Nanoelectromechanical systems (NEMS) are systems where a tiny mechanical element is fabricated to add certain functionality to a device or a system. These systems are functional not only because they occupy less space, but more so because they can perform functions that larger devices cannot or carry out certain tasks with greater precision and efficiency. Our group is seeking DPhil students to carry on this work. The focus will be on using non-traditional materials, especially 2D materials and other functional materials, in NEMS devices. We will also seek to study fundamental aspects of materials science, which will help us create even better devices in future. These are fundamental experiments with challenging nanofabrication requirements as well as significant measurement challenges, and would suit exceptionally well prepared students with a strong work ethic and a resilience to failure.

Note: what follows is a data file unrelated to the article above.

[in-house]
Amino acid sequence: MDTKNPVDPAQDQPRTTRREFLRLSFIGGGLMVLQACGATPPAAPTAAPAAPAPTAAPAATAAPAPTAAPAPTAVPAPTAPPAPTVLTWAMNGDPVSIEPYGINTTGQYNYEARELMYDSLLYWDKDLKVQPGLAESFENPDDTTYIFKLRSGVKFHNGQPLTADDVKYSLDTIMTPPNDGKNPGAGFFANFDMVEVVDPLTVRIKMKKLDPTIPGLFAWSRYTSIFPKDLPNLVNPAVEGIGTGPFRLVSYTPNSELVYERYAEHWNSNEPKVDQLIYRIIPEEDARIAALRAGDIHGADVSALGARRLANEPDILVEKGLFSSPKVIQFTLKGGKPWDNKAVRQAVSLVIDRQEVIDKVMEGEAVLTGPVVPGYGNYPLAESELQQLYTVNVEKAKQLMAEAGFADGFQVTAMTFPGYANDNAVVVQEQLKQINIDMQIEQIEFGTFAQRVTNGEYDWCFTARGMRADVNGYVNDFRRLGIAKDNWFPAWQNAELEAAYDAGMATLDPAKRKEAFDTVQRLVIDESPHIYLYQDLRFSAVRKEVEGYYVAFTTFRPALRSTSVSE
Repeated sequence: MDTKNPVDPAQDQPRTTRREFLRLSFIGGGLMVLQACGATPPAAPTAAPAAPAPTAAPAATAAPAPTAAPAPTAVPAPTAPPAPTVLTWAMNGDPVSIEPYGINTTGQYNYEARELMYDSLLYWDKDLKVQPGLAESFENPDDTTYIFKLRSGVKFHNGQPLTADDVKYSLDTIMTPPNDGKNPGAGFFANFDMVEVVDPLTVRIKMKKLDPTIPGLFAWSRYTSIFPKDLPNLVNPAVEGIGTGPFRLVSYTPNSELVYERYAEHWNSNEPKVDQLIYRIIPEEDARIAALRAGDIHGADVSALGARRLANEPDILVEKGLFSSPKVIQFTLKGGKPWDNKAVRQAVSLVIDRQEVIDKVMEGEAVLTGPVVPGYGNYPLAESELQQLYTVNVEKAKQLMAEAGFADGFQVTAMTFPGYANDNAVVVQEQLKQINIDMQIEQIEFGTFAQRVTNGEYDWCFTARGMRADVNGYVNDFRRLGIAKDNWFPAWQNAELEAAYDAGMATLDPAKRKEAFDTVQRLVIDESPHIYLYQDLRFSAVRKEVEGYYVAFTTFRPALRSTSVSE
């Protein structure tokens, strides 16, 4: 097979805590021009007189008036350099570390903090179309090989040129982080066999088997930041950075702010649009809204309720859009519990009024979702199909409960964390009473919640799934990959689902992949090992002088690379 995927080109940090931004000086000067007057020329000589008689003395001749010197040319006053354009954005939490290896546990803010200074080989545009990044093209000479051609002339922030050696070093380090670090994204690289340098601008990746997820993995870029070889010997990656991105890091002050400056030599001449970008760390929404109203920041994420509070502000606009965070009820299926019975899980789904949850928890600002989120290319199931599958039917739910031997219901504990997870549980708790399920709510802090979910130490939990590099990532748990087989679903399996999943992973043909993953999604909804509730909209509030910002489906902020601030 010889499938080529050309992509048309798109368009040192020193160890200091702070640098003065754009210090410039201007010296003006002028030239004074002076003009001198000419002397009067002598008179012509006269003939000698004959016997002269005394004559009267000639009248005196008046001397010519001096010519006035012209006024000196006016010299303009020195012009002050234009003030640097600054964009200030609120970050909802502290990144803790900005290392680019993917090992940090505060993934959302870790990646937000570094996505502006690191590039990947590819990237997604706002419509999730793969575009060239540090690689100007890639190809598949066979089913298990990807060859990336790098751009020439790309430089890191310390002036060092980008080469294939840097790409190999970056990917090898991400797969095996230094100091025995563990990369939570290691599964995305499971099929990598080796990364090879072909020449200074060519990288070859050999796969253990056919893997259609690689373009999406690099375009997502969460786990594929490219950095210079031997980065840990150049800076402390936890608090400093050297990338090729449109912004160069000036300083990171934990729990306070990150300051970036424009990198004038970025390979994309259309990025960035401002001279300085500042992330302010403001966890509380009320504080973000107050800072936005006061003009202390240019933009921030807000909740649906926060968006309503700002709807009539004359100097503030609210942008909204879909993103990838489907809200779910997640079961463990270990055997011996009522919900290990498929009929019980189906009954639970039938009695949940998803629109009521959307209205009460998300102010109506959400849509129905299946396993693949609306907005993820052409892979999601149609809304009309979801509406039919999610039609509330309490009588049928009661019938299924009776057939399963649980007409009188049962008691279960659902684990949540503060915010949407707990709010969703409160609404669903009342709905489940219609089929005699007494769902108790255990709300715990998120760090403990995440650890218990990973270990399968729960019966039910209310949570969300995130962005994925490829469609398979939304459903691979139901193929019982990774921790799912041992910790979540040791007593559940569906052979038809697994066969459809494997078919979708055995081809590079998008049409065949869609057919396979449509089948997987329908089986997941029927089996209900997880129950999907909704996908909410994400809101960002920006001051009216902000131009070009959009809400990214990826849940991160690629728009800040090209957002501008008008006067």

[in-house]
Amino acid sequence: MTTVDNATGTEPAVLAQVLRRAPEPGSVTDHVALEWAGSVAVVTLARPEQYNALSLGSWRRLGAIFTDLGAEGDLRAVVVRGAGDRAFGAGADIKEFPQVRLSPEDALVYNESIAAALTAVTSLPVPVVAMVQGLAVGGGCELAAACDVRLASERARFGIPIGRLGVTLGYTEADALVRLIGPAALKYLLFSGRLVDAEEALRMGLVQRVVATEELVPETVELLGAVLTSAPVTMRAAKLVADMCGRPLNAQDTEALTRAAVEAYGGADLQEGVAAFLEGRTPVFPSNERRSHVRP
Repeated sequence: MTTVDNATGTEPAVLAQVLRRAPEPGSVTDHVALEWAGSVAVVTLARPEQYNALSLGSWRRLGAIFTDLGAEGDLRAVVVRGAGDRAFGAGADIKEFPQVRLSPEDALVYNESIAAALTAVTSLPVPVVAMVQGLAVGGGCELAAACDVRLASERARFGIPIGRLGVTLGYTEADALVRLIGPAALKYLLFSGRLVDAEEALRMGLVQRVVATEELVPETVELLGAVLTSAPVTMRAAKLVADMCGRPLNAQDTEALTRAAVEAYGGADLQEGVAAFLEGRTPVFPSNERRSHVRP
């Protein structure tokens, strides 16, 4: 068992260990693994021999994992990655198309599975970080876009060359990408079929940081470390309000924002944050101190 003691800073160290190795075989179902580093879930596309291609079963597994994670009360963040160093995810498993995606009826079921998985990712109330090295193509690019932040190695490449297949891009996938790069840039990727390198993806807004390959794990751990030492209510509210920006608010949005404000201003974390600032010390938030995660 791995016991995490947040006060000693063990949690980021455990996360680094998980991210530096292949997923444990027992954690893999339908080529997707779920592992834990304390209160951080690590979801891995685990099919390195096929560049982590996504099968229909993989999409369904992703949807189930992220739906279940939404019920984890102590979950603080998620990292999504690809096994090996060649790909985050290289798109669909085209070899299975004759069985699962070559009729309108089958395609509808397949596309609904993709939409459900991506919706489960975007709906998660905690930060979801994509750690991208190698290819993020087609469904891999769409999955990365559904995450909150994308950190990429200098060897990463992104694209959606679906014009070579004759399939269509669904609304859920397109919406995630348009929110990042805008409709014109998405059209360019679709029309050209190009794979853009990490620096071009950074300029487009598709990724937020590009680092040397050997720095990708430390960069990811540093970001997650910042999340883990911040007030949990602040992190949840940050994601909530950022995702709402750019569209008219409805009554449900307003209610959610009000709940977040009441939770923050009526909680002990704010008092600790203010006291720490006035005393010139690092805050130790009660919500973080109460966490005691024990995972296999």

An incoming DPhil student will have significant advantages: our experimental capability in this area is now set-up, and we have some of the most advanced instrumentation in the field. Our group has several individuals who can informally work with the student, so the student will not feel lost in their first few months.
Your profile will be one of a highly motivated undergraduate (evidenced by previous stints in Research laboratories), first class honors degree (or equivalent) earning undergraduate in Physics, Materials, Engineering or a closely related field with a deep desire to carry out independent experimental research. You must like working on hands-on laboratory experiments and have the desire to try out many novel ideas. Evidence (via references) of initiative and ability to work collaboratively would be a plus, as this is an experimental project.